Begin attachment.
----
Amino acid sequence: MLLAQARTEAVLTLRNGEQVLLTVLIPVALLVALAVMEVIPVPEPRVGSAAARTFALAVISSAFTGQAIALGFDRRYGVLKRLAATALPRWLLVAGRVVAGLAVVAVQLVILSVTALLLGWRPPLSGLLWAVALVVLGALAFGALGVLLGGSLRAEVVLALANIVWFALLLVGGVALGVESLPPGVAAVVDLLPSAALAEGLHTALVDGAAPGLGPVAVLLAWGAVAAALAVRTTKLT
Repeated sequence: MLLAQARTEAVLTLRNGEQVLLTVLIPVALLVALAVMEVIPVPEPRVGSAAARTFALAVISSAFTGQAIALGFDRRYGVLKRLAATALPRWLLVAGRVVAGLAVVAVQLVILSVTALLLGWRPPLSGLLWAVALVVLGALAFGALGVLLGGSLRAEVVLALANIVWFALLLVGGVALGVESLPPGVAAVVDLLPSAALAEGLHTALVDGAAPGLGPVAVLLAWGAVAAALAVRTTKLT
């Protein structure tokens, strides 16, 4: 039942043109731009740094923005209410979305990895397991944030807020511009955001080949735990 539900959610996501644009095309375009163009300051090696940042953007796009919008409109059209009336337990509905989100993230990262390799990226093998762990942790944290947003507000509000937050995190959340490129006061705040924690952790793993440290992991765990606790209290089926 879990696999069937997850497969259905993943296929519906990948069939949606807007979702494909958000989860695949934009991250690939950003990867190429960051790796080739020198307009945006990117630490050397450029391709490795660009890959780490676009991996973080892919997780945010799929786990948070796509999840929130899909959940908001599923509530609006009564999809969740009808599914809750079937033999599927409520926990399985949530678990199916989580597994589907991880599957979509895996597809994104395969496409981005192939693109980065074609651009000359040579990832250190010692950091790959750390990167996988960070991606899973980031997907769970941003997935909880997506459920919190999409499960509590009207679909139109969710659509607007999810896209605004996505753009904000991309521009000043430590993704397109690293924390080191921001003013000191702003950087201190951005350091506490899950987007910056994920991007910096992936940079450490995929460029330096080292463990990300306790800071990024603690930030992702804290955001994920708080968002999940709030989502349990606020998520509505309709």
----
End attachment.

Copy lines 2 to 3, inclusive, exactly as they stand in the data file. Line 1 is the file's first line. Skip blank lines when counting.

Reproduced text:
Repeated sequence: MLLAQARTEAVLTLRNGEQVLLTVLIPVALLVALAVMEVIPVPEPRVGSAAARTFALAVISSAFTGQAIALGFDRRYGVLKRLAATALPRWLLVAGRVVAGLAVVAVQLVILSVTALLLGWRPPLSGLLWAVALVVLGALAFGALGVLLGGSLRAEVVLALANIVWFALLLVGGVALGVESLPPGVAAVVDLLPSAALAEGLHTALVDGAAPGLGPVAVLLAWGAVAAALAVRTTKLT
């Protein structure tokens, strides 16, 4: 039942043109731009740094923005209410979305990895397991944030807020511009955001080949735990 539900959610996501644009095309375009163009300051090696940042953007796009919008409109059209009336337990509905989100993230990262390799990226093998762990942790944290947003507000509000937050995190959340490129006061705040924690952790793993440290992991765990606790209290089926 879990696999069937997850497969259905993943296929519906990948069939949606807007979702494909958000989860695949934009991250690939950003990867190429960051790796080739020198307009945006990117630490050397450029391709490795660009890959780490676009991996973080892919997780945010799929786990948070796509999840929130899909959940908001599923509530609006009564999809969740009808599914809750079937033999599927409520926990399985949530678990199916989580597994589907991880599957979509895996597809994104395969496409981005192939693109980065074609651009000359040579990832250190010692950091790959750390990167996988960070991606899973980031997907769970941003997935909880997506459920919190999409499960509590009207679909139109969710659509607007999810896209605004996505753009904000991309521009000043430590993704397109690293924390080191921001003013000191702003950087201190951005350091506490899950987007910056994920991007910096992936940079450490995929460029330096080292463990990300306790800071990024603690930030992702804290955001994920708080968002999940709030989502349990606020998520509505309709």